It certainly was not the US or NATO. It was Tanzania, which singlehandedly ended Amin’s brutal reign in Uganda in one of the most effective international interventions in world history. At the same time, Tanzania, together with other African countries, provided military, financial and other forms of support to liberation struggles in countries such as South Africa, Zimbabwe and Angola against the will of the West. They won every single one of those struggles, freeing millions of Africans from colonial tyranny. The rising influence of the United States, and in particular AFRICOM, on the continent exposes the colonial underside of Obama’s recent visit to Africa.
It is also hard to take Obama seriously on issues of human rights. Here, again, a huge gap exists between the president’s rhetoric and his actions. During the US-Africa Summit last summer, Obama hosted fifty African Heads of State at the White House. Among those he invited to the White House dinner were leaders like Yahya Jammeh of Gambia, Yoweri Museveni of Uganda as well as former president of Nigeria Goodluck Jonathan who are notorious for persecuting LGBT people. Not to mention the autocrats such as Paul Kagame of Rwanda, José Eduardo dos Santos of Angola, Paul Biya of Cameroon, Denis Nguesso and many others.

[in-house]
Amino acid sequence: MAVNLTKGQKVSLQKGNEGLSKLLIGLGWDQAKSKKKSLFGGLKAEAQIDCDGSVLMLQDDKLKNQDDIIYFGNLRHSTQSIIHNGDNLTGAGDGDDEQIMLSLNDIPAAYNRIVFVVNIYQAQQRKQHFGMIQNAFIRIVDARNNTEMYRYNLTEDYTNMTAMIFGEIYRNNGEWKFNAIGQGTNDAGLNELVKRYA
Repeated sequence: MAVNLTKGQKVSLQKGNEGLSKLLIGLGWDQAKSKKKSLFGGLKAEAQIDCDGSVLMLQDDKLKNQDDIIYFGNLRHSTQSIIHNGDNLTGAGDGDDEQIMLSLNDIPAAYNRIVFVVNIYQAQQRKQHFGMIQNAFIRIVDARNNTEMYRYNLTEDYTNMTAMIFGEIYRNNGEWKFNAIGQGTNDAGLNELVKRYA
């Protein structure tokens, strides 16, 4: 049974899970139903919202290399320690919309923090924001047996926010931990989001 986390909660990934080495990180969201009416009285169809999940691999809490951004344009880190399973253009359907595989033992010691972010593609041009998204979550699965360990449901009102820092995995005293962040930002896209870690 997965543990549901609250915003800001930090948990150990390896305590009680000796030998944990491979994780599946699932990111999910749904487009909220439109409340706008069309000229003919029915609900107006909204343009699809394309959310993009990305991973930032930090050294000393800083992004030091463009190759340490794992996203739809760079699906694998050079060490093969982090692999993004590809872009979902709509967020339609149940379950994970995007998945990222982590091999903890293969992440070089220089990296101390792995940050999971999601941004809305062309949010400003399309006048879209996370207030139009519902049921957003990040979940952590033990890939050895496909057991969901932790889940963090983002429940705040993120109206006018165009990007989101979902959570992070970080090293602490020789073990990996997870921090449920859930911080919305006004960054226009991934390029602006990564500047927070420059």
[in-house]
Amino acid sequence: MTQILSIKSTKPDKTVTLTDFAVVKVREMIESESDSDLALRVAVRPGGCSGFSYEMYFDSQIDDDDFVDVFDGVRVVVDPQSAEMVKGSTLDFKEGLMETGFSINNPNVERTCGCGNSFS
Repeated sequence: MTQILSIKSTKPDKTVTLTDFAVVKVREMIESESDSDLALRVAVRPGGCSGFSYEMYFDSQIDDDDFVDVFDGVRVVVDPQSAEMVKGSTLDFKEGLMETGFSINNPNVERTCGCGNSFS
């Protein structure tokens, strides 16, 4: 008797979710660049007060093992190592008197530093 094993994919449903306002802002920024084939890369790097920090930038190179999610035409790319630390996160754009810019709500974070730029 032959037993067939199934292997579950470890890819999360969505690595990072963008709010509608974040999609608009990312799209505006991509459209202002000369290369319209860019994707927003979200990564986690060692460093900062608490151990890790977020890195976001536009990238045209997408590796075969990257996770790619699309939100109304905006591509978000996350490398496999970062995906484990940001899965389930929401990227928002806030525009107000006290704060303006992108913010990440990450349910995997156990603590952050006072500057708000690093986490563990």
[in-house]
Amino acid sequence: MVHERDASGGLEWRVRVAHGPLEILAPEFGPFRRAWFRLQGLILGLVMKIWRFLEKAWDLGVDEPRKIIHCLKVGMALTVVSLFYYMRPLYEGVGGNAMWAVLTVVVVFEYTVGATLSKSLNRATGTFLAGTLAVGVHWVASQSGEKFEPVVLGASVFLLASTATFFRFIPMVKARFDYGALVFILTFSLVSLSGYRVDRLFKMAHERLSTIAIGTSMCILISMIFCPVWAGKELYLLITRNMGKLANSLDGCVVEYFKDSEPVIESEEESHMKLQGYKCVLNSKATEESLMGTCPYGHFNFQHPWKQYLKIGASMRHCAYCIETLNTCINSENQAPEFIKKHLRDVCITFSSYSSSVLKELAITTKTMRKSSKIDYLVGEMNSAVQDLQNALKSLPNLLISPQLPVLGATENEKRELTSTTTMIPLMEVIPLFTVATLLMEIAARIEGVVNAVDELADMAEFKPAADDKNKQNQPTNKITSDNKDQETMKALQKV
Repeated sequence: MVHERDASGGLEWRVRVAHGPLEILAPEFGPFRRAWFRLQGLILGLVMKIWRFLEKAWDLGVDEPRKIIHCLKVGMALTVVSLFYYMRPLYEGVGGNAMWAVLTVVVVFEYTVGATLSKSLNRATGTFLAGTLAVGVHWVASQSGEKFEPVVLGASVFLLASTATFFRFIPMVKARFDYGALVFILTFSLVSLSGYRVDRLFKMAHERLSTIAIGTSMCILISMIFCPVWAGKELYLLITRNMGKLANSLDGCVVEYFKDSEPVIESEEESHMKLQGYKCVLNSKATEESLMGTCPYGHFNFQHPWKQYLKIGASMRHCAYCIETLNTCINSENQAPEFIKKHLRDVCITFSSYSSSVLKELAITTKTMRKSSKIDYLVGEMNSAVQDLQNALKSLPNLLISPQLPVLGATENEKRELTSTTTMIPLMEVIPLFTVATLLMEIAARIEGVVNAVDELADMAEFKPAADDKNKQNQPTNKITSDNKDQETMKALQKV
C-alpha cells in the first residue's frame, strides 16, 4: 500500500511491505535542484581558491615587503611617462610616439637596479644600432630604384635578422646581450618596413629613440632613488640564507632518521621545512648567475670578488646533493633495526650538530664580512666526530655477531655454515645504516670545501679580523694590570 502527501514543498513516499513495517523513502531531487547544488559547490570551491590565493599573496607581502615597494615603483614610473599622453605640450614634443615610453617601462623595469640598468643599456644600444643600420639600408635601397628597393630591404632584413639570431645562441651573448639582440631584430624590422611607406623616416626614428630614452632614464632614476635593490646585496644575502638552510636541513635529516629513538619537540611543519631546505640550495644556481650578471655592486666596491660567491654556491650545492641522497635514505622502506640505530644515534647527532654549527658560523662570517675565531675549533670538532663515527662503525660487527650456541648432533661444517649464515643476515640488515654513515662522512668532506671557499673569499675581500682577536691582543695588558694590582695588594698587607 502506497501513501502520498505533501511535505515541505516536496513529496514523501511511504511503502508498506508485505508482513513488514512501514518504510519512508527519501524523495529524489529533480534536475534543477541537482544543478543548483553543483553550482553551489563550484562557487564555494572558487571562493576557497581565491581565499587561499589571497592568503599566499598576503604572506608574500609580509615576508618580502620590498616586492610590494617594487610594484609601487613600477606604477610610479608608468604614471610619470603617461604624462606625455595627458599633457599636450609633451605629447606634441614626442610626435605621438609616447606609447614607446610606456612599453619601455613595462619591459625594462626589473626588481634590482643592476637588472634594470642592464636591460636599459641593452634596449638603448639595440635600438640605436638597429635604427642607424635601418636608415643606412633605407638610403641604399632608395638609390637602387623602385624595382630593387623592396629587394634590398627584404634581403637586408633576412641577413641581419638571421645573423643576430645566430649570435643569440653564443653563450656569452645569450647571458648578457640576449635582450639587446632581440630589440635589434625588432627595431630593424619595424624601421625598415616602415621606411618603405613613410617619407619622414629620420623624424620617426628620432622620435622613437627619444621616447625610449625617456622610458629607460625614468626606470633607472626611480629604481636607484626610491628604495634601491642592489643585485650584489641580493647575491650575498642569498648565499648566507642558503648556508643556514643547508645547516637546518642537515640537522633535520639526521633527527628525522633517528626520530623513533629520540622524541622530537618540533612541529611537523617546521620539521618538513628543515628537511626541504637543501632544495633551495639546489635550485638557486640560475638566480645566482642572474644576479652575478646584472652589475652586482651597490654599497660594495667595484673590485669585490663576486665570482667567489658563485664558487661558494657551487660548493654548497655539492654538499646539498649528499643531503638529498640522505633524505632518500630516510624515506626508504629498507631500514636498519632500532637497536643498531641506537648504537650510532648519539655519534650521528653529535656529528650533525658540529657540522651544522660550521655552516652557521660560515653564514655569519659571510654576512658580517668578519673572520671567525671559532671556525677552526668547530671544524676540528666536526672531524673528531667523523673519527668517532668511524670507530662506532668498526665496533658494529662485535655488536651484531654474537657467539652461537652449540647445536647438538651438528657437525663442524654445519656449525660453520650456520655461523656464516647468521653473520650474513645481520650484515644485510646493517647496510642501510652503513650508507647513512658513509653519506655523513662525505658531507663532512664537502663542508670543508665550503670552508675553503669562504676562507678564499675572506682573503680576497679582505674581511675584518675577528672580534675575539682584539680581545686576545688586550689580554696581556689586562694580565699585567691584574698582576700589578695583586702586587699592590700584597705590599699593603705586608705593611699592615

None of this denies the substance of Obama’s speech at the African Union, or the symbolism of his visit to the continent. Nonetheless, Obama should have owned up to his record in its entirety and let the Africans judge for themselves instead of shifting the conversation from what he has done to what his hosts were not doing right in Africa. Clearly, his disastrous policies on the continent are responsible for destabilising countries, destroying lives, and propping up undemocratic regimes in Africa.
Waiswa Nkwanga is a LSE alumnus. Read more articles by Waiswa Nkwanga.
The views expressed in this post are those of the authors and in no way reflect those of the Africa at LSE blog or the London School of Economics and Political Science.